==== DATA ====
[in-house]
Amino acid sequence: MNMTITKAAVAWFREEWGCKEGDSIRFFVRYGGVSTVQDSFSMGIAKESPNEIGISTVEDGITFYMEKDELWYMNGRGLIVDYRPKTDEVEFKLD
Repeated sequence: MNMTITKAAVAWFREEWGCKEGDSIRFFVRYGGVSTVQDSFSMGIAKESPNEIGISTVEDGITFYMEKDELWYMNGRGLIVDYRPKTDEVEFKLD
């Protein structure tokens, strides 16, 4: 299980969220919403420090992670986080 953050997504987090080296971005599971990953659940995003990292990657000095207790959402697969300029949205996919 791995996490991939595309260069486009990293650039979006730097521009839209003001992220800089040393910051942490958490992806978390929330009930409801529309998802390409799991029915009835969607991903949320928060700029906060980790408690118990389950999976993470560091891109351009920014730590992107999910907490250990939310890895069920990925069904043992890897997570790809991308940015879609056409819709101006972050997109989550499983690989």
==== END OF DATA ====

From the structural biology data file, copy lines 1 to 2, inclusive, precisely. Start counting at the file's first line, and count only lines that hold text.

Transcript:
[in-house]
Amino acid sequence: MNMTITKAAVAWFREEWGCKEGDSIRFFVRYGGVSTVQDSFSMGIAKESPNEIGISTVEDGITFYMEKDELWYMNGRGLIVDYRPKTDEVEFKLD